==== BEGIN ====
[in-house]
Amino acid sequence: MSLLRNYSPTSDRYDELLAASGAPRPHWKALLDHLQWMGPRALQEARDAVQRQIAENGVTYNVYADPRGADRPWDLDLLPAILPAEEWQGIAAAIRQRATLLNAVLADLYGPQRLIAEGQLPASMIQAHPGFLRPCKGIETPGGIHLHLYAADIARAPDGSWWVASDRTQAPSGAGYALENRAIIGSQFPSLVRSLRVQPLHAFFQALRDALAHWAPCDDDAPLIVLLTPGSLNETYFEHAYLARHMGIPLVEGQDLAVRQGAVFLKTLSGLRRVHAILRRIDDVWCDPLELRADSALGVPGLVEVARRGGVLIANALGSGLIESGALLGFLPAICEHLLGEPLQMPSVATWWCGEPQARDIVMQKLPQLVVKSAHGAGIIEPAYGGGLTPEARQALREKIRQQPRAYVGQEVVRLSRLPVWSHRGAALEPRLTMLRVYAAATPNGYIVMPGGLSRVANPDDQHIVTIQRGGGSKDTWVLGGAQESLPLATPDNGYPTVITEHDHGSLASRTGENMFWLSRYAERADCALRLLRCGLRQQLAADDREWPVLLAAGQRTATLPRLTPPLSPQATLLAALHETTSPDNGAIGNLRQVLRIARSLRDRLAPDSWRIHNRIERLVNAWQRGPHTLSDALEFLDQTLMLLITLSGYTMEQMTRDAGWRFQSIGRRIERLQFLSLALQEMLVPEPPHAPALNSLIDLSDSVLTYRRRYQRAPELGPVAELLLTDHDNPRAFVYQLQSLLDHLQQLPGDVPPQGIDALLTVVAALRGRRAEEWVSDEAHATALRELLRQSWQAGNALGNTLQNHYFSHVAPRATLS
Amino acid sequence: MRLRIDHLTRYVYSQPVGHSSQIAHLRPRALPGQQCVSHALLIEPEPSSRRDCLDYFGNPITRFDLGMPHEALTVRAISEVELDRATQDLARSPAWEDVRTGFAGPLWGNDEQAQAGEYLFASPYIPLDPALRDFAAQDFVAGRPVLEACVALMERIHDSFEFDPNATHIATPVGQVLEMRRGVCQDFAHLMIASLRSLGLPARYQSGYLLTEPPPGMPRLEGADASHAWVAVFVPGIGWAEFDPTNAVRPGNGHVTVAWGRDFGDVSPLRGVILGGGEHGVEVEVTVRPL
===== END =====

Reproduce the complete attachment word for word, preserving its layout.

[in-house]
Amino acid sequence: MSLLRNYSPTSDRYDELLAASGAPRPHWKALLDHLQWMGPRALQEARDAVQRQIAENGVTYNVYADPRGADRPWDLDLLPAILPAEEWQGIAAAIRQRATLLNAVLADLYGPQRLIAEGQLPASMIQAHPGFLRPCKGIETPGGIHLHLYAADIARAPDGSWWVASDRTQAPSGAGYALENRAIIGSQFPSLVRSLRVQPLHAFFQALRDALAHWAPCDDDAPLIVLLTPGSLNETYFEHAYLARHMGIPLVEGQDLAVRQGAVFLKTLSGLRRVHAILRRIDDVWCDPLELRADSALGVPGLVEVARRGGVLIANALGSGLIESGALLGFLPAICEHLLGEPLQMPSVATWWCGEPQARDIVMQKLPQLVVKSAHGAGIIEPAYGGGLTPEARQALREKIRQQPRAYVGQEVVRLSRLPVWSHRGAALEPRLTMLRVYAAATPNGYIVMPGGLSRVANPDDQHIVTIQRGGGSKDTWVLGGAQESLPLATPDNGYPTVITEHDHGSLASRTGENMFWLSRYAERADCALRLLRCGLRQQLAADDREWPVLLAAGQRTATLPRLTPPLSPQATLLAALHETTSPDNGAIGNLRQVLRIARSLRDRLAPDSWRIHNRIERLVNAWQRGPHTLSDALEFLDQTLMLLITLSGYTMEQMTRDAGWRFQSIGRRIERLQFLSLALQEMLVPEPPHAPALNSLIDLSDSVLTYRRRYQRAPELGPVAELLLTDHDNPRAFVYQLQSLLDHLQQLPGDVPPQGIDALLTVVAALRGRRAEEWVSDEAHATALRELLRQSWQAGNALGNTLQNHYFSHVAPRATLS
Amino acid sequence: MRLRIDHLTRYVYSQPVGHSSQIAHLRPRALPGQQCVSHALLIEPEPSSRRDCLDYFGNPITRFDLGMPHEALTVRAISEVELDRATQDLARSPAWEDVRTGFAGPLWGNDEQAQAGEYLFASPYIPLDPALRDFAAQDFVAGRPVLEACVALMERIHDSFEFDPNATHIATPVGQVLEMRRGVCQDFAHLMIASLRSLGLPARYQSGYLLTEPPPGMPRLEGADASHAWVAVFVPGIGWAEFDPTNAVRPGNGHVTVAWGRDFGDVSPLRGVILGGGEHGVEVEVTVRPL